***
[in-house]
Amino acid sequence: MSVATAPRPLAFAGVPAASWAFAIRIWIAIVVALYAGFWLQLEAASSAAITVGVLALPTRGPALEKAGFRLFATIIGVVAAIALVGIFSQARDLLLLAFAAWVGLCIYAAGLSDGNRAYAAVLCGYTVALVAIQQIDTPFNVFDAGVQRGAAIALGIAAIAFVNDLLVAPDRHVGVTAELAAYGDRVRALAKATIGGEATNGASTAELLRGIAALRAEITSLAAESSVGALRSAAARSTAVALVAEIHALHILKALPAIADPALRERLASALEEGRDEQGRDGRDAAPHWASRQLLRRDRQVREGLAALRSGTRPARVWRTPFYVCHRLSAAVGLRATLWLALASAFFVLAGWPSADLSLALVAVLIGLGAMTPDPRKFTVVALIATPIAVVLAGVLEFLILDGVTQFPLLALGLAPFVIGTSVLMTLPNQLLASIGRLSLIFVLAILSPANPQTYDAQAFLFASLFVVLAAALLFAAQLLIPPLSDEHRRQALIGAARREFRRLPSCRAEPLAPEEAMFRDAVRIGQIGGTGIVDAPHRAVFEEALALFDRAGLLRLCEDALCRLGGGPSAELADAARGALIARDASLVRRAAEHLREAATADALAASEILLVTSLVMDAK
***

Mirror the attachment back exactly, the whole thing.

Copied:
[in-house]
Amino acid sequence: MSVATAPRPLAFAGVPAASWAFAIRIWIAIVVALYAGFWLQLEAASSAAITVGVLALPTRGPALEKAGFRLFATIIGVVAAIALVGIFSQARDLLLLAFAAWVGLCIYAAGLSDGNRAYAAVLCGYTVALVAIQQIDTPFNVFDAGVQRGAAIALGIAAIAFVNDLLVAPDRHVGVTAELAAYGDRVRALAKATIGGEATNGASTAELLRGIAALRAEITSLAAESSVGALRSAAARSTAVALVAEIHALHILKALPAIADPALRERLASALEEGRDEQGRDGRDAAPHWASRQLLRRDRQVREGLAALRSGTRPARVWRTPFYVCHRLSAAVGLRATLWLALASAFFVLAGWPSADLSLALVAVLIGLGAMTPDPRKFTVVALIATPIAVVLAGVLEFLILDGVTQFPLLALGLAPFVIGTSVLMTLPNQLLASIGRLSLIFVLAILSPANPQTYDAQAFLFASLFVVLAAALLFAAQLLIPPLSDEHRRQALIGAARREFRRLPSCRAEPLAPEEAMFRDAVRIGQIGGTGIVDAPHRAVFEEALALFDRAGLLRLCEDALCRLGGGPSAELADAARGALIARDASLVRRAAEHLREAATADALAASEILLVTSLVMDAK